C’ville school beneficiary of former first lady’s foundation
By Emily McFarlan email@example.com June 18, 2012 8:02PM
From librarian to first lady
Growing up in Midland, Texas, former first lady Laura Bush dreamed of becoming a teacher — a dream sparked by her early introduction to books by her mother at the local public library, according to the Laura Bush Foundation for America’s Libraries.
Bush later earned a bachelor’s degree in education from Southern Methodist University and a master’s degree in library science from the University of Texas at Austin. She went on to work as a public teacher and librarian in the Houston, Dallas and Austin school systems.
As first lady, she launched “Ready to Read, Ready to Learn.” The early childhood development initiative sought to help parents and caregivers prepare infants and young children for success in reading and learning when they enter school. She also hosted two White House summits, published a series of magazines for parents of newborns, and launched the National Book Festival with the Library of Congress.
Bush continues that work through the Laura Bush Foundation for America’s Libraries.
More information is available at www.laurabushfoundation.org.
Updated: July 20, 2012 6:10AM
CARPENTERSVILLE — The Golfview Elementary School library needed more books to “entice” students to read, according to library media specialist Debbie Kaczar.
Kaczar now will be able to purchase those books for the library with a $5,000 grant from the Laura Bush Foundation for America’s Libraries.
Golfview is one of 238 school libraries that have been awarded $1,126,315 in grants this year from the foundation, it announced this month. Those schools will receive grants up to $5,000 to expand, update and diversify their library book collections, according to the foundation.
The Carpentersville school will receive the full $5,000, and Kaczar said she will spend it all on reading materials.
That includes books that will interest students in preschool through grade four, as well as bilingual books for Golfview’s Spanish-speaking students and families, she said. That also includes nonfiction books that will support the school curriculum: books about animals and holidays and the 50 states, she said.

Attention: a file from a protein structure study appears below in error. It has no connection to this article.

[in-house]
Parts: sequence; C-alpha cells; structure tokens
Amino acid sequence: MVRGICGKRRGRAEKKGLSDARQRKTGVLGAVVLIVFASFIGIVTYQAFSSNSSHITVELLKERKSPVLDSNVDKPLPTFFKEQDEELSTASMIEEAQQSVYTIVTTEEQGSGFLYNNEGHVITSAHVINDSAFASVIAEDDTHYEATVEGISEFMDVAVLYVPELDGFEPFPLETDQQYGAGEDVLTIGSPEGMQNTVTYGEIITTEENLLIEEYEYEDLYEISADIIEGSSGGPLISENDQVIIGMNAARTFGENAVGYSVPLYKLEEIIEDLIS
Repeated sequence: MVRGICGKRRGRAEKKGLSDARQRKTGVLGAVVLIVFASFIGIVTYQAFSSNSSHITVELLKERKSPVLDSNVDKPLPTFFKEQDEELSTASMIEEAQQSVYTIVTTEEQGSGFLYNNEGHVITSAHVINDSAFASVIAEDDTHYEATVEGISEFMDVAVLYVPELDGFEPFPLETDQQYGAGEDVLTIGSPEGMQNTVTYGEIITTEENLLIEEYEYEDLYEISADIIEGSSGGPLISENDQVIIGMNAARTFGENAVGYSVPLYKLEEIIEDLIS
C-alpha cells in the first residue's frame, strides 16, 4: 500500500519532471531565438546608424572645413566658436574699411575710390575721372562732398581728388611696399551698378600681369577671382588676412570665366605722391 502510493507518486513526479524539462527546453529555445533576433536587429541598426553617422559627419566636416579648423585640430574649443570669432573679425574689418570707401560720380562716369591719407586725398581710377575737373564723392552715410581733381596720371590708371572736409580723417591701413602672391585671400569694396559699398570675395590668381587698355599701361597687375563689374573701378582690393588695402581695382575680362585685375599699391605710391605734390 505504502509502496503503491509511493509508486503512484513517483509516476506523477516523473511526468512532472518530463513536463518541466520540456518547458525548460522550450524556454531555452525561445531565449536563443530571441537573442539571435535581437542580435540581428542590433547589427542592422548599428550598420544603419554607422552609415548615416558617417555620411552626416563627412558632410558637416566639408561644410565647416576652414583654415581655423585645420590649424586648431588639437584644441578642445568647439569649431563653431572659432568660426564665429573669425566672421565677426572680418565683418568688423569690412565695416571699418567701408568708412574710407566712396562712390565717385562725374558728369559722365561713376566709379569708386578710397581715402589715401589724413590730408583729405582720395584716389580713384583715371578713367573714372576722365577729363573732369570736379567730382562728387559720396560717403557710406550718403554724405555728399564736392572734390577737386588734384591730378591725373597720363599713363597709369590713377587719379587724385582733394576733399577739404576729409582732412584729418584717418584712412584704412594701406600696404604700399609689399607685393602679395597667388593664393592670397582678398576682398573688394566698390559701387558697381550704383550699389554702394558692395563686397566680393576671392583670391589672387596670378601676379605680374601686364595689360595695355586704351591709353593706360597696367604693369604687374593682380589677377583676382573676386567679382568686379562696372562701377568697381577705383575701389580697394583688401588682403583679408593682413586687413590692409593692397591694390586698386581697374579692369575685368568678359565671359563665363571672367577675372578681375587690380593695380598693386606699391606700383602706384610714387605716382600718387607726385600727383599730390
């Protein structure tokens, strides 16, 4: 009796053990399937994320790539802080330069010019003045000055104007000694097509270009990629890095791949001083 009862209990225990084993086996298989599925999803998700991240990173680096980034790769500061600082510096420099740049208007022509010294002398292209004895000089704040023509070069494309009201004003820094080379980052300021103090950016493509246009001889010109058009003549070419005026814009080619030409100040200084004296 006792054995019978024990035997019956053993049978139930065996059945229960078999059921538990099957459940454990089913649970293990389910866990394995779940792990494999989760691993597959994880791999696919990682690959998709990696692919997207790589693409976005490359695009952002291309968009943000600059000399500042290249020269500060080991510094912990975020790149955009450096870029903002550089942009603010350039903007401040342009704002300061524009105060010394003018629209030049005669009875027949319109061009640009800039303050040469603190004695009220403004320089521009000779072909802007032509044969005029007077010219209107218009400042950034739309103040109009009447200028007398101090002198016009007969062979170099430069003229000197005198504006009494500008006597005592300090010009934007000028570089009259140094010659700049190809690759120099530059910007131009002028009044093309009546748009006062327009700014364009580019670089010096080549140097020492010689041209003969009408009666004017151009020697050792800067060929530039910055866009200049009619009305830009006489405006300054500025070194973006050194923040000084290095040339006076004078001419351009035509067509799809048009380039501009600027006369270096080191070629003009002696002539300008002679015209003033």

“The kids are so awesome,” Kaczar said. “For me to be able to share the love of reading with students and to put books in their hands that interest them is why I wanted to write the grant.”
The library media specialist had analyzed Golfview’s collection early last school year and realized it needed more resources to support curriculum, she said. But its budget was limited to what it could raise through book fairs, she said, so she went online to find grants over the school’s winter break.
She found the Laura Bush Foundation for America’s Libraries grant three days before applications were due and raced to complete it. It was the first grant she ever had written, she said.
The foundation’s mission is to support the education of the nation’s children by providing funds to update, extend and diversify the book and print collections of school libraries, according to the foundation.
It was founded by the then-first lady in 2002 as a fund of The Community Foundation for the National Capital Region. Since then, it has awarded more than $9.5 million to schools in all 50 states; Washington, D.C., Puerto Rico, the U.S. Virgin Islands, the Marshall Islands and the Northern Mariana Islands.
The foundation also awarded more than $6.3 million to school libraries in the Gulf Coast region to rebuild their library book collections that were lost to hurricanes or storms, it said.
This year, the foundation partnered with Target Corp. to award 10 additional grants to schools.